• The Iconography and History of the Hacha in Classic Veracruz (2016)
    Citation DOCUMENT Rex Koontz.

    The hacha has long served as a key element in the yoke/hacha/palma complex of portable sculpture known chiefly for Classic Veracruz (c. 100-1000 CE) and closely related to the Mesoamerican ball game. Scholars have rightly associated hacha iconography with a specific decapitation sacrifice and related that sacrifice to rites surrounding rubber ball game. While this iconographical analysis is sound, it does little to explain the appearance of the hacha as a new category of material object, as well...

  • The Myth of the Willing Human Sacrificial Victim in Ancient Messoamerica: Transformation of the Symbolic Complex of Ritual Sacrifice in Ancient Oaxaca and Teotihuacan (2016)
    Citation DOCUMENT Linda Hansen.

    Past scholarship concerning human sacrifice in ancient Mesoamerica has suffered from oversimplification and misuse of traditional theoretical models of sacrifice. In addition, many scholars are still suffering a hangover from a twentieth century Western scholarly binge that romanticized notions of an iconic, peaceful Maya civilization (a type for all Mesoamerica) with exceptional interactions with nature. As a result, pan-Mesoamerican cosmological principles are still endorsed as the ubiquitous...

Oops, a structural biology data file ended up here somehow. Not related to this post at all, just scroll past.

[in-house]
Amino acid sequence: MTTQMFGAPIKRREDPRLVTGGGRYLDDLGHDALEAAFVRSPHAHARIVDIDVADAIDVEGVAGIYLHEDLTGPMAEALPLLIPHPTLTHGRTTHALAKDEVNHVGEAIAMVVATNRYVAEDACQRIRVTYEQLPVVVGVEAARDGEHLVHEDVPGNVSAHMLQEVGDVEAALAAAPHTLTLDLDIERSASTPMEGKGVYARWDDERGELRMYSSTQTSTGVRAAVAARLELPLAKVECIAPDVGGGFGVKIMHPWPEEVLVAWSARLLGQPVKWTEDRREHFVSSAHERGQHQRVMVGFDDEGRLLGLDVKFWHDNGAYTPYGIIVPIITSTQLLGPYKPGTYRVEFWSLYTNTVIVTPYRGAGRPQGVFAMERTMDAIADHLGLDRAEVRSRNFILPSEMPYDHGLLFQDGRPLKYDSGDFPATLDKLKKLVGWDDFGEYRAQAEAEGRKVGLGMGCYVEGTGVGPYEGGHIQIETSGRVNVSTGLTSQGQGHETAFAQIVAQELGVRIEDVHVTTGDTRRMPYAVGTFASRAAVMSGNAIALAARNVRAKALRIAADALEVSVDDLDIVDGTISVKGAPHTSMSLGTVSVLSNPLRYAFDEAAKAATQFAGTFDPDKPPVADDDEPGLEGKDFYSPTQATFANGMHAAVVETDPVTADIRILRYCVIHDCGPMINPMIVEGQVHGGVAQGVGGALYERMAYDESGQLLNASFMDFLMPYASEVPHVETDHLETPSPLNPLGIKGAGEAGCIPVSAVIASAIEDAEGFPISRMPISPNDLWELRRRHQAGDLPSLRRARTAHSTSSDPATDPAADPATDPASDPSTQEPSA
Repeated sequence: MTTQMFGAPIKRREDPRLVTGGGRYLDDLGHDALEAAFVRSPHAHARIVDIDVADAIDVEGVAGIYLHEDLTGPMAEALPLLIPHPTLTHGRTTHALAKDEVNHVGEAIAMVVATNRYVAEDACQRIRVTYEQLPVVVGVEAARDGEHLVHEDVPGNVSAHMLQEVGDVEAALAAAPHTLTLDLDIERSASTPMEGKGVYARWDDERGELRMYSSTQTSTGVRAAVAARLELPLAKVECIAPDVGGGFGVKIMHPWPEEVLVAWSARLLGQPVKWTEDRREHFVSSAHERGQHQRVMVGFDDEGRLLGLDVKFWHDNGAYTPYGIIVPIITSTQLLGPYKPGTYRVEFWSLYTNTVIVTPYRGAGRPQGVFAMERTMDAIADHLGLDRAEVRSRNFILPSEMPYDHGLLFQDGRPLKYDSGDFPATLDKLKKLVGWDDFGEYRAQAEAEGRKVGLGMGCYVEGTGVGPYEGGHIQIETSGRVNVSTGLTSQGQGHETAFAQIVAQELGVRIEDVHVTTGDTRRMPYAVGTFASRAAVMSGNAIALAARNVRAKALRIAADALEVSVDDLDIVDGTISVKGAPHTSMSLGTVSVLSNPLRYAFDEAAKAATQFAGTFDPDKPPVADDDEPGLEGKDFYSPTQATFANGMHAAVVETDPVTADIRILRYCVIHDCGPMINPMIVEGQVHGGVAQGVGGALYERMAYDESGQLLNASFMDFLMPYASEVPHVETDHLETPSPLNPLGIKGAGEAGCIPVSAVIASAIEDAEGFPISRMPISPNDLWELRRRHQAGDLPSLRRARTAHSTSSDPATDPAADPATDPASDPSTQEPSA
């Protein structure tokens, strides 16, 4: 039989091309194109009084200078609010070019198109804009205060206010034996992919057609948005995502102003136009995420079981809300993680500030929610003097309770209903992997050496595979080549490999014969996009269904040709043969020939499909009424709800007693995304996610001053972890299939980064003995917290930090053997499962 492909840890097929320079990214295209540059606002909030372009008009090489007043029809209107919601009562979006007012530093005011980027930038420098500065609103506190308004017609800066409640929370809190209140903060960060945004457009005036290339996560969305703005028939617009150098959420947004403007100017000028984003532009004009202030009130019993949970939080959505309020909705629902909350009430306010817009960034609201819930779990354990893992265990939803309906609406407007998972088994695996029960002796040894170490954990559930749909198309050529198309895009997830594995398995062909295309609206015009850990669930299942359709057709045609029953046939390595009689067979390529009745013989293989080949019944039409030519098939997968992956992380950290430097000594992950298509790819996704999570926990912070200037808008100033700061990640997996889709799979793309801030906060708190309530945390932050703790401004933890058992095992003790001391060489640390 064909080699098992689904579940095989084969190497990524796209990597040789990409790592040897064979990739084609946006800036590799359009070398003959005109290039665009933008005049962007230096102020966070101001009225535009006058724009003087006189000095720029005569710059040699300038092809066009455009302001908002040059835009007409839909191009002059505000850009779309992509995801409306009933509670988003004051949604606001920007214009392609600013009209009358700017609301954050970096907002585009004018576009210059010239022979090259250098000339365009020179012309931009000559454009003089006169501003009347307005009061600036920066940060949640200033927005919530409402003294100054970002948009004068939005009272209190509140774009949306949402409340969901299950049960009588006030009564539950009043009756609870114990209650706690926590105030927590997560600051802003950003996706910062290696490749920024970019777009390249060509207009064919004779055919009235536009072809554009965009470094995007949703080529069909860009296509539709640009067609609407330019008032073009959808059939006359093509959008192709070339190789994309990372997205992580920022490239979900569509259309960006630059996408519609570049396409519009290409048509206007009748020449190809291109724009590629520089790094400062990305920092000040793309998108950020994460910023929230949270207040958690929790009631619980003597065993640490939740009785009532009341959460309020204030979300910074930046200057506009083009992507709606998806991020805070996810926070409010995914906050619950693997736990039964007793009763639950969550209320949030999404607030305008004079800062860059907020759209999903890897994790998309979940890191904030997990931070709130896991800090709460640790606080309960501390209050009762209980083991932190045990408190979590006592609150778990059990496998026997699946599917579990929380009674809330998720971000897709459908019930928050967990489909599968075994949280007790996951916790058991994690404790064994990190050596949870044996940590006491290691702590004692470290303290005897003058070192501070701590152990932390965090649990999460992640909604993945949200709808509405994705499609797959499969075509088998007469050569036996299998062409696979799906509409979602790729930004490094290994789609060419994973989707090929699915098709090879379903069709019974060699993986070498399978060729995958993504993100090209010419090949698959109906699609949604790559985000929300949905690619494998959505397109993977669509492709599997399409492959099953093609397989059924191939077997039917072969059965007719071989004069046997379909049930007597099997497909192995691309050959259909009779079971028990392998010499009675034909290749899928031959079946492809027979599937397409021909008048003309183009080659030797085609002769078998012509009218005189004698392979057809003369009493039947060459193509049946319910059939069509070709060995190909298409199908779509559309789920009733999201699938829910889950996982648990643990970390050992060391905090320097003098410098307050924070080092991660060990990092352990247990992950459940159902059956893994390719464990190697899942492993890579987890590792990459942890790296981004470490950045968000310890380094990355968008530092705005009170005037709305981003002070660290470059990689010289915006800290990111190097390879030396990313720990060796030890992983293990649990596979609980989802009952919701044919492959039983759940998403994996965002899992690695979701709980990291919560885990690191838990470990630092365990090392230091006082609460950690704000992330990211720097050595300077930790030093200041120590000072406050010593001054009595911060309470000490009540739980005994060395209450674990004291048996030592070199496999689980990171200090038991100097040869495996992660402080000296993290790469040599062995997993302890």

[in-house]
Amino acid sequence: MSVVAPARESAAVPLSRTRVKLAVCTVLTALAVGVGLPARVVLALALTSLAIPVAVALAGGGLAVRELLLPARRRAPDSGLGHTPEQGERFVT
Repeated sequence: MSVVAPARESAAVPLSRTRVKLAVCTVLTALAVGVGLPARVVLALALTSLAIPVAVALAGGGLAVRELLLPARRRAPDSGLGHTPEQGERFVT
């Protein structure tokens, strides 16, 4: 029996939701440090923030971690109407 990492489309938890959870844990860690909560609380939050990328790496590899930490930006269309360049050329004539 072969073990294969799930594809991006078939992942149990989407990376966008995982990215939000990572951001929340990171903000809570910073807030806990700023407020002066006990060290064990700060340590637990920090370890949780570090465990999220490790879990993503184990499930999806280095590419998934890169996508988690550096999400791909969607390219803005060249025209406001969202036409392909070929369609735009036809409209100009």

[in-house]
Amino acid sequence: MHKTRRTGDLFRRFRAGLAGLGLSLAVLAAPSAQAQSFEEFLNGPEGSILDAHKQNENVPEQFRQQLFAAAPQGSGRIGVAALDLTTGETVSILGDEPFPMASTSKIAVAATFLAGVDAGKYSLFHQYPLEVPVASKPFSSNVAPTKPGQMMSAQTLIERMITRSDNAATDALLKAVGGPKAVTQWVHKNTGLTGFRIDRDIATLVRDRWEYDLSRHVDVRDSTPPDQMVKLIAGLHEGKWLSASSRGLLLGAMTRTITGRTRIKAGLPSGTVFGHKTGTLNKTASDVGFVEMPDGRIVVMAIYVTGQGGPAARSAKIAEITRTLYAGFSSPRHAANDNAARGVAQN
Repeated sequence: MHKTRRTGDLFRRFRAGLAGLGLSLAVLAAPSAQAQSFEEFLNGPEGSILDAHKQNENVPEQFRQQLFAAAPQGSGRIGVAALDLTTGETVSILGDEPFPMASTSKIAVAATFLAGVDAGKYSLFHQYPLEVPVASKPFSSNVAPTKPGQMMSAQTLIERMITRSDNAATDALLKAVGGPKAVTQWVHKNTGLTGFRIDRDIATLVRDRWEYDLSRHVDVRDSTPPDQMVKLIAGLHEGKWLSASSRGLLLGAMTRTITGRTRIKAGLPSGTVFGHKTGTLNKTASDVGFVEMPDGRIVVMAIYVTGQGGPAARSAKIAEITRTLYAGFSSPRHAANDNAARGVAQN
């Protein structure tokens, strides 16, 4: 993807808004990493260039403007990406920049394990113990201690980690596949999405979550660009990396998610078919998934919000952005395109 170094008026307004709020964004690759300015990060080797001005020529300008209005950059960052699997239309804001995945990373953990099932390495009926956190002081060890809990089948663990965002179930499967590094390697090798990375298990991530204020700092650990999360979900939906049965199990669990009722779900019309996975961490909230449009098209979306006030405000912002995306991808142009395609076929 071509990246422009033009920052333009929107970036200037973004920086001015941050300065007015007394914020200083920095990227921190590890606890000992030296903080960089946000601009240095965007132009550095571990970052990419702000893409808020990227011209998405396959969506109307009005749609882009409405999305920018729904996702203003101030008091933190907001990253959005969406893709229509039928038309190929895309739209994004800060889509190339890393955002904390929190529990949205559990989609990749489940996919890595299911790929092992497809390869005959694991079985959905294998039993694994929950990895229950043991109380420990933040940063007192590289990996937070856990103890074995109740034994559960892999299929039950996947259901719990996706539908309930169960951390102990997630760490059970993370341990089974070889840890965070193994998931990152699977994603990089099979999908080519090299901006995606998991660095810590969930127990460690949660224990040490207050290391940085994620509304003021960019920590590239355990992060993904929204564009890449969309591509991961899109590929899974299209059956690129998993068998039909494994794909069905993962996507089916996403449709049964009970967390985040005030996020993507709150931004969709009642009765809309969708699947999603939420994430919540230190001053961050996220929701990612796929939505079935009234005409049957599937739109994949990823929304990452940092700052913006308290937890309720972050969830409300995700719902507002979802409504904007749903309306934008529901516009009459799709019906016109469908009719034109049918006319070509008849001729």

• Sacrifice at Midnight Terror Cave, Belize (2016)
    Citation DOCUMENT Cristina Verdugo. Lars Fehren-Schmitz. James Brady.

    Skeletal data from Midnight Terror Cave (MTC) have recently been used to suggest that individuals with physical deformities would have formed a class of “social outcasts” who were preferentially selected as sacrificial victims. Close scrutiny reveals a number of flaws in the data used. The extraction and sequencing of DNA recovered from a number of the bones in question is used to clarify the situation. Considering the size of the MTC assemblage, well over 100 individuals, the authors are...

Arizona State University The Andrew W. Mellon Foundation National Science Foundation National Endowment for the Humanities Society for American Archaeology Archaeological Institute of America